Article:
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Kids Learn STEM by Building Underwater Robots

About 450 elementary and middle school students were in Lehi today competing to see who could build the best underwater robot.  The event is part of an annual competition that gives students a hands-on introduction to science, technology engineering and math or STEM education.

Ashton Adamson and Brenna Pope are sixth graders at Snow Springs Elementary School in Lehi. They’re sitting poolside, where Adamson says they’re preparing to submerge their robot named Nemo into a tiny obstacle course. 

“So when it goes inside the water, it’s supposed to open that red gate and it’s supposed to pick up as many hoops and flower thingies as possible,” Adamson says. “If the things fall off then we lose points.”

The girls are simulating a real-life scenario, in which researchers send robots to the bottom of a reservoir to investigate potentially hazardous materials.

Randy Hurd is a mechanical engineering student at BYU. He says students are learning about electronics, buoyancy and propulsion based on an Office of Naval Research program called SeaPerch, which includes a kit for a basic underwater robot model. 

“We’re hoping every year to step a little further away from this set model to get more and more creative designs,” Hurd says.

Most of the robots look basically the same. There is some duct tape, PVC pipes and motors. But it’s clear that some work better than others.

BYU Assistant Professor of Mechanical Engineering Dr. Tadd Truscott says kids are capable of accomplishing amazing things at an early age.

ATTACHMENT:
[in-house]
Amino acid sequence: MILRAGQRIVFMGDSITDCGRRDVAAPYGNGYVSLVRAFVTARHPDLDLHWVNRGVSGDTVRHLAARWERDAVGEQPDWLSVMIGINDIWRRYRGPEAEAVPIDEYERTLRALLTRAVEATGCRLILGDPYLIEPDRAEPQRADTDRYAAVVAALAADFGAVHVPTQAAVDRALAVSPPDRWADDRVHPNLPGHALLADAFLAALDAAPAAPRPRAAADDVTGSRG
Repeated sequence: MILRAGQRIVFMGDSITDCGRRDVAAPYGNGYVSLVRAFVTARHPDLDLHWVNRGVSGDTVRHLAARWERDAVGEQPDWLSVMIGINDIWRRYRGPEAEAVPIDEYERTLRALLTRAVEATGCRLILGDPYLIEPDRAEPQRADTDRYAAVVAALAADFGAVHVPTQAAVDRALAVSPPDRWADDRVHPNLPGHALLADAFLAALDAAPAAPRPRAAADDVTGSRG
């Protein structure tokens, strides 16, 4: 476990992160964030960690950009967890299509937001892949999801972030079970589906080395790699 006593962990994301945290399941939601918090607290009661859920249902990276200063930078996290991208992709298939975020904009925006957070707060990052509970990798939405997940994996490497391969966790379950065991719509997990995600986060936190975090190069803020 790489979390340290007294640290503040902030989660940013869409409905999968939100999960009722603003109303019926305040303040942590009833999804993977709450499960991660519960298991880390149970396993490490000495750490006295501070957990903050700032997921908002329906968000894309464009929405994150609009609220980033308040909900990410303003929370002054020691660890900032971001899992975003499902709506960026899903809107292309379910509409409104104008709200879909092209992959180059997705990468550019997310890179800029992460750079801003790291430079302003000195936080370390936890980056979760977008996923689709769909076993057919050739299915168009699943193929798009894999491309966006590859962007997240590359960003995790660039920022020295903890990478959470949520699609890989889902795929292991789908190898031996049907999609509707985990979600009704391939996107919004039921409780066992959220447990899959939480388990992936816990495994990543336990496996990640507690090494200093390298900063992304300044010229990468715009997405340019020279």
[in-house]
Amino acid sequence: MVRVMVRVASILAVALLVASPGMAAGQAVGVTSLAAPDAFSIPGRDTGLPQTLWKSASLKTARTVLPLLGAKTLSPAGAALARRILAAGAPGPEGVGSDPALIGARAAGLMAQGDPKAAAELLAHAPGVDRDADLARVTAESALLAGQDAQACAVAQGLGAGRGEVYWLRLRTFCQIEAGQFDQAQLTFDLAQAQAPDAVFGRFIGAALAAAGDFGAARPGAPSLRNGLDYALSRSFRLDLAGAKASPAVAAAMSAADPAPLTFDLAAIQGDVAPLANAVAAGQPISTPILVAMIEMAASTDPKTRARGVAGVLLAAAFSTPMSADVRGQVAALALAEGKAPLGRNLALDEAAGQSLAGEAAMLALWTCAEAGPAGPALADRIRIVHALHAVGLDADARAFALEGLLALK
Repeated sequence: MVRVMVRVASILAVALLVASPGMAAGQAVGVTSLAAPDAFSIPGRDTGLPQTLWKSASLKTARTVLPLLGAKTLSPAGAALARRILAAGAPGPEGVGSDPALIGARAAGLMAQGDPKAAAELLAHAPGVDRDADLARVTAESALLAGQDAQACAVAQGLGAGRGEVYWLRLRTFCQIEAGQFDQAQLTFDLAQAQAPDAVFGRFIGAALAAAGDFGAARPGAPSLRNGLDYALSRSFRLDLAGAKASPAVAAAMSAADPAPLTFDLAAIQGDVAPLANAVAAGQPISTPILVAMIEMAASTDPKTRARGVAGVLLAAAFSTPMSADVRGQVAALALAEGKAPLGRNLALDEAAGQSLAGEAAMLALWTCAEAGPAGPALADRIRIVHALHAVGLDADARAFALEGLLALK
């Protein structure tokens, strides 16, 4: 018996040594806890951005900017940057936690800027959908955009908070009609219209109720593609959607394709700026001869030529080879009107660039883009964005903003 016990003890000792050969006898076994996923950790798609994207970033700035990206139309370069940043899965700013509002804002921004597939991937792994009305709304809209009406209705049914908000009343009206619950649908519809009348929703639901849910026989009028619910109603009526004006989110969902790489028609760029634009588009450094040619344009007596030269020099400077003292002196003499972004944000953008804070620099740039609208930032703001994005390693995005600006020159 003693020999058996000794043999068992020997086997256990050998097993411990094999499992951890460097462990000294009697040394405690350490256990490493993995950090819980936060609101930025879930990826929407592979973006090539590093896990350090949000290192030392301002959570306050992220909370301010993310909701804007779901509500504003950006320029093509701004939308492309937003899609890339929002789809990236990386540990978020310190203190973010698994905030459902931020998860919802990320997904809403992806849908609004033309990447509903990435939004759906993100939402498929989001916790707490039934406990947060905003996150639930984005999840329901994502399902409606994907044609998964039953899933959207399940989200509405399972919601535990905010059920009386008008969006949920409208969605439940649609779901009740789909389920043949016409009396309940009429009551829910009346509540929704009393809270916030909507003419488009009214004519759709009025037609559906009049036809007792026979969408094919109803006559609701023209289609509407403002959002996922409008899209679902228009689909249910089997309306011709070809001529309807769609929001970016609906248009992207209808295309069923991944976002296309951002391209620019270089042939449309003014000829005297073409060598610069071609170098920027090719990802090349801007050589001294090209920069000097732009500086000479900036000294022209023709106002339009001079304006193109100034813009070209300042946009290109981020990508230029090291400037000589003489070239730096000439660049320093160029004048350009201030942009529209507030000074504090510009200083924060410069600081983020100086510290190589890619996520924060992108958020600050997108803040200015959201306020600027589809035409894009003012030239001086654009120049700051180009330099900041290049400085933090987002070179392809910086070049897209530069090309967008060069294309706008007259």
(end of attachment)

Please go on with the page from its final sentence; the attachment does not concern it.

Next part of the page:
“But we tend to hold them back because we’re like, ‘oh you’ve got to know this principle before you can play’. But that’s not true right? If you give kids a bucket of sticks, it’s possible they might build a tower taller than an engineer,” Truscott says.

Truscott says the number of kids participating in the event has doubled since the program began last year. 

Whittney Evans grew up southern Ohio and has worked in public radio since 2005. She has a communications degree from Morehead State University in Morehead, Kentucky, where she learned the ropes of reporting, producing and hosting. Whittney moved to Utah in 2009 where she became a reporter, producer and morning host at KCPW. Her reporting ranges from the hyper-local issues affecting Salt Lake City residents, to state-wide issues of national interest. Outside of work, she enjoys playing the guitar and getting to know the breathtaking landscape of the Mountain West.
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